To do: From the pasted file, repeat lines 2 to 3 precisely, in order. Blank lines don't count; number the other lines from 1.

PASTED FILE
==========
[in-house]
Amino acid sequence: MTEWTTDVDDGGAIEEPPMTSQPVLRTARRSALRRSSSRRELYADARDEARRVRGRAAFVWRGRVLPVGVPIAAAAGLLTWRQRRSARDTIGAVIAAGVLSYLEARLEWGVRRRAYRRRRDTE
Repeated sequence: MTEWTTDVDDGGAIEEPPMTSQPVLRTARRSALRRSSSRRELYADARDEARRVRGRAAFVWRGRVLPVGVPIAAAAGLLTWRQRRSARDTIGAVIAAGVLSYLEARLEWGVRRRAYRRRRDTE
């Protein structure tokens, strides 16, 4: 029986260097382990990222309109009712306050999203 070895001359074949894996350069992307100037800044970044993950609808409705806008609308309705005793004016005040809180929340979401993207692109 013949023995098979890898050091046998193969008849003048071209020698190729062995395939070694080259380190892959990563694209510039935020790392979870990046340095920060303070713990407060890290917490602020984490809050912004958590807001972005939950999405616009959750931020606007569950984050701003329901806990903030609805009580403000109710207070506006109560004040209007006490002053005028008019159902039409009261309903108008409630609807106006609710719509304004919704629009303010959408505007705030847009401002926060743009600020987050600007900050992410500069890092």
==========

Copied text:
Amino acid sequence: MTEWTTDVDDGGAIEEPPMTSQPVLRTARRSALRRSSSRRELYADARDEARRVRGRAAFVWRGRVLPVGVPIAAAAGLLTWRQRRSARDTIGAVIAAGVLSYLEARLEWGVRRRAYRRRRDTE
Repeated sequence: MTEWTTDVDDGGAIEEPPMTSQPVLRTARRSALRRSSSRRELYADARDEARRVRGRAAFVWRGRVLPVGVPIAAAAGLLTWRQRRSARDTIGAVIAAGVLSYLEARLEWGVRRRAYRRRRDTE